Code of conduct

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A code of conduct is a set of rules outlining the social norms and rules and responsibilities of, or proper practices for, an individual, party or organization. Related concepts include ethical, honor, moral codes and religious laws.

In its 2007 International Good Practice Guidance, "Defining and Developing an Effective Code of Conduct for Organizations", the International Federation of Accountants[1] provided the following working definition:

"Principles, values, standards, or rules of behaviour that guide the decisions, procedures and systems of an organization in a way that (a) contributes to the welfare of its key stakeholders, and (b) respects the rights of all constituents affected by its operations."

A common code of conduct is written for employees of a company, which protects the business and informs the employees of the company's expectations. It is ideal for even the smallest of companies to form a document containing important information on expectations for employees. The document does not need to be complex or have elaborate policies, but the file needs a simple basis of what the company expects from each employee.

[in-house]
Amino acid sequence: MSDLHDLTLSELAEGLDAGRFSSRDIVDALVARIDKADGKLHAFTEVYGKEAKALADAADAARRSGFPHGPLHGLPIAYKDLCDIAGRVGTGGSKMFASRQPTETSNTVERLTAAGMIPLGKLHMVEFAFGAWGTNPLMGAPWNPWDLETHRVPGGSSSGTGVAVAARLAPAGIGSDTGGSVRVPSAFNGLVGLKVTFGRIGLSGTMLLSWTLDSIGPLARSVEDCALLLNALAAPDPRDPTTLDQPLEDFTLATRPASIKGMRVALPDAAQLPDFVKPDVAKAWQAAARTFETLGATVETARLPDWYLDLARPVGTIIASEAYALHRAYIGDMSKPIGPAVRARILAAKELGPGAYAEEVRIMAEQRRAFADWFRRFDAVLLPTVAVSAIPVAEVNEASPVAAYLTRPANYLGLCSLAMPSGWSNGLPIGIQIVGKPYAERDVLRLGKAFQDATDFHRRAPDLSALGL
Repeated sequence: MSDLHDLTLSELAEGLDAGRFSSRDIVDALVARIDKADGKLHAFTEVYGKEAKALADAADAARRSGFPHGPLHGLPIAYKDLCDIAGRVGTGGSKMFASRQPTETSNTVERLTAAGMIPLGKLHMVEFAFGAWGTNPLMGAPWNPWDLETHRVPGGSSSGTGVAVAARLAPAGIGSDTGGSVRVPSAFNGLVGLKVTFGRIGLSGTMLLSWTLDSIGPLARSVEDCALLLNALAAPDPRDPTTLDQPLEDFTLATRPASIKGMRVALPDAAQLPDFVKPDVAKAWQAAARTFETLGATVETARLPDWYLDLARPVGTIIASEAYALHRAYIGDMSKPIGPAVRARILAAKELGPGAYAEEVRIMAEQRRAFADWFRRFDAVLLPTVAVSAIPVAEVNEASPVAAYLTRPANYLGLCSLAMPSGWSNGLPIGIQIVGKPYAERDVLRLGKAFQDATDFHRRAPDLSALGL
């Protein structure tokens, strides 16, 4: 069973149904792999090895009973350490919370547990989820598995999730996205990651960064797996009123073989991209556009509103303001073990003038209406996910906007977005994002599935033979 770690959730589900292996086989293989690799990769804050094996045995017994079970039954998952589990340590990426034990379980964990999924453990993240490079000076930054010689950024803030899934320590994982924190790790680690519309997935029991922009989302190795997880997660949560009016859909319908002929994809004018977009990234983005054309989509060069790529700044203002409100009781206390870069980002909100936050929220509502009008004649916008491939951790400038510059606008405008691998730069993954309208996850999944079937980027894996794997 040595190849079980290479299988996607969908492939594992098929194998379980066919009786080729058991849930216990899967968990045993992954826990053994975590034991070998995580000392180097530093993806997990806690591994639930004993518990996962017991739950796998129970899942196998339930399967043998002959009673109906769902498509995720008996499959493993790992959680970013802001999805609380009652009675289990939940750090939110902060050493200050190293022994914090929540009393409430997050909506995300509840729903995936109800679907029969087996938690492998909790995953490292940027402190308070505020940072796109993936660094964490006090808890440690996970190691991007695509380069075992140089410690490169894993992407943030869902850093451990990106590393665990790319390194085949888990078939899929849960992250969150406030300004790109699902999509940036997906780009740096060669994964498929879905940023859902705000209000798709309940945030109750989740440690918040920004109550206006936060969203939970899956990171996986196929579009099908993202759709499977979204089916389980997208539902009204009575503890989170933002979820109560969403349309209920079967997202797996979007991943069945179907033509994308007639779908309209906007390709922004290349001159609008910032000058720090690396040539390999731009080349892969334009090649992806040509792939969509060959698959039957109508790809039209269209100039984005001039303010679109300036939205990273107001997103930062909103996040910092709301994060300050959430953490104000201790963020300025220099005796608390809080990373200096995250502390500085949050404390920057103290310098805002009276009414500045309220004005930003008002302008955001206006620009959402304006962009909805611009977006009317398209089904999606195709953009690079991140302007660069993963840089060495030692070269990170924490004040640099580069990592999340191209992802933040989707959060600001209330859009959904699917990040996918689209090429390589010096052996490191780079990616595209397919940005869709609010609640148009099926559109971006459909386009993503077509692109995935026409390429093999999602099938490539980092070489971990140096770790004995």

CoC in practice[edit]

A Code of Conduct can be an important step in establishing an inclusive culture, but it is not a comprehensive solution on its own. An ethical culture is created by the organization's leaders who manifest their ethics in their attitudes and behavior.[2] Studies of codes of conduct in the private sector show that their effective implementation must be part of a learning process that requires training, consistent enforcement, and continuous measurement/improvement.[3] Simply requiring members to read the code is not enough to ensure that they understand it and will remember its contents.[4]

The proof of CoC effectiveness is when employees/members feel comfortable enough to voice concerns and believe that the organization will respond with appropriate action.[5]

Examples[edit]

These gravestones are from Yekaterinburg, which in the 1990s was the mob (and relevantly contract killing) capital of Russia. These three boys died on the same job and the code of conduct dictated that they be given an equally honorable burial.

References[edit]